Salmonella spp. infections

Salmonella spp. infections

Salmonellosis in livestock is caused by infection with both host-specific and non-host-specific Salmonella serovars, and results in enteritis, septicaemia or abortion. It is an economically important disease of cattle in many parts of the world, but may also be responsible for serious sporadic outbreaks of disease in sheep, horses and pigs. Carrier animals and contaminated environments are important sources of infection. The most common serovars associated with disease in livestock are listed in Table 1.

The genus Salmonella is classified in the family Enterobacteriaceae, whose members are Gram-negative cocco-bacilli.3 With the exception of Salmonella Gallinarumpullorum, all salmonellae are motile, as they have peritrichous flagella.

The genus Salmonella consists of two species, S. enterica, which comprises six subspecies (enterica, salamae, arizonae, diarizonae, houtenae, and indica), the distinction between subspecies being based on biochemical reactions, and S. bongori. 8, 17–24, 27 Salmonella enterica subsp. enterica contains all the serovars found in warm-blooded animals — those formerly assigned to subgenus 1.

The members of the genus Salmonella are typed into serovars which are differentiated from each other by the combinations of their somatic (O) and flagellar (H) antigens and, to a lesser extent, by their biochemical reactions. The serovars, of which over 2000 have been identified, do not have a species status allocated to them in the current classification of the genus, and the names of the serovars (such as Typhimurium or Dublin) should be used without italicization or underlining, and with the first letter capitalized, e.g. S. enterica subsp. enterica ser. Typhimurium. As it is tedious and impractical to adopt this long, formal nomenclature for everyday use, it is common to refer to serovars as, for example, Salmonella Typhimurium, or as serovar Typhimurium.8, 18

 It should be noted, however, that the use of the shortened nomenclature prohibits abbreviation of the name of the genus (Salmonella = S.) because the abbreviation of the name of a genus is only authorized if it is followed by the name of a species. Nevertheless, as this format is used by many authors, it is also used in this book.

Antigenic composition

The O antigen is part of the lipopolysaccharide component of the cell wall that also contains lipid A and a core portion. The O antigen, or O-specific side chain consists of repetitive oligosaccharide units of which the type, order, and repetition of sugar moieties differ between serovars. These differences and those in the flagella antigens are used to type Salmonella into serovars. At least 67 different O antigens are currently known and they are identified by the Arabic numerals 1 to 67. Some of these occur singly (e.g. 11), while others occur in combination (e.g. 1, 4, 5, 12; and 6, 7) (Table 2).17, 24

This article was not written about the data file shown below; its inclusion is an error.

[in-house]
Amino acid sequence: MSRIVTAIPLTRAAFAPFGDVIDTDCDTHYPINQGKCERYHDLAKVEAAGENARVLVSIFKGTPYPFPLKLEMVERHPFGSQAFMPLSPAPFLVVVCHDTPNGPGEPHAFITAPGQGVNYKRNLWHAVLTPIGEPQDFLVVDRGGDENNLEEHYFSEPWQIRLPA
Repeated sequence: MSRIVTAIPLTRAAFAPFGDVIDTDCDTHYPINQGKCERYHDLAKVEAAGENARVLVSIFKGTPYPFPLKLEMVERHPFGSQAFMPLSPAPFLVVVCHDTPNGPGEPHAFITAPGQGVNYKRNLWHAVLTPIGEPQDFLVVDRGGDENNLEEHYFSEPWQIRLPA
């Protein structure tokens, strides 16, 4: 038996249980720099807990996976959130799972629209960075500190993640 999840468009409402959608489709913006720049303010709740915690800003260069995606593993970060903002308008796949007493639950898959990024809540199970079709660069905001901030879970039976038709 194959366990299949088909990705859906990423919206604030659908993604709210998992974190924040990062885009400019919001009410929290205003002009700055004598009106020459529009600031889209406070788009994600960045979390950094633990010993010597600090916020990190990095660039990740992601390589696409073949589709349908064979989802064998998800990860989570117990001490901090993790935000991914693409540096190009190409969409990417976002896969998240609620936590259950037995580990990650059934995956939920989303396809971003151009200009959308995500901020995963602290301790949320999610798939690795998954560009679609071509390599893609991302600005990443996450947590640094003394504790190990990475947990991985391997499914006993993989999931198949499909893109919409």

Some Salmonella mutants have defects in the synthesis of the oligosaccharide O-specific side chain, with the result that the oligosaccharide is not fully synthesized when cultured. The colonies of such mutant strains have a ground-glass appearance and are therefore referred to as ‘rough’ strains. Colonies of strains which possess the complete oligosaccharide O-specific side chain are smooth and the strains are therefore referred to as ‘smooth’. Rough strains are untypable as they do not agglutinate with O typing antisera.24

Table 1 Most common serovars of Salmonella that infect livestock and the syndromes they induce

SPECIES AFFECTED SEROVARS COMMON SYNDROMES
Cattle S. Dublin Septicaemia, acute and chronic enteritis and abortion
  S. Typhimurium  
  S. Brandenburg  
Sheep S. Typhimurium Septicaemia, typhlocolitis and abortion
  S. Hindmarsh  
  S. Brandenburg Septicaemia and abortion
Pigs S. Choleraesuis Septicaemia and enterotyphlocolitis
  S. Typhimurium  
  S. Typhisuis  
Horses S. Typhimurium Septicaemia, acute colitis and abortion

Table 2 Antigenic composition of common Salmonella serovars

SEROVARS O-ANTIGENS H-ANTIGENS
    Phase 1 Phase 2
S. Abortusovis 4,12 c 1,6
S. Derby 1,4,5,12 f,g 1,2
S. Typhimurium 1,4,5,12 i 1,2
S. Abortusequi 4,12 - e,n,x
S. Choleraesuis 6,7 c 1,5
S. Typhisuis 6,7 c 1,5
S. Bovismorbificans 6,8 r 1,5
S. Typhi 9,12 d -
S. Enteritidis 1,9,12 g,m 1,7
S. Dublin 1,9,12 g,p -
S. Gallinarumpullorum 1,9,12 - -
S. Brandenburg 1,4,12 l,v enz15
S. Hindmarsh 8,20 r 1,5

The complete O antigen is not only the major immunogen of bacteria in this genus, but it also possesses virulence properties (see Virulence factors, below). It elicits both humoral and cellular immune responses to infections by salmonellas. Strains with incomplete O antigens (rough strains) are therefore used for the production of live attenuated vaccines, such as the calf paratyphoid (Salmonella Dublin) vaccine.

The H antigens are heat-labile and are an integral part of the flagella in those serovars which possess them. The antigens are designated by a combination of letters of the alphabet and numerals (e.g. a to z, z1 to z32 and 1 to 7).8 Two antigenic forms (also referred to as ‘phases’) of the flagella may occur in culture. A culture may therefore contain cells in which the flagella are all in the same phase, or cells which...

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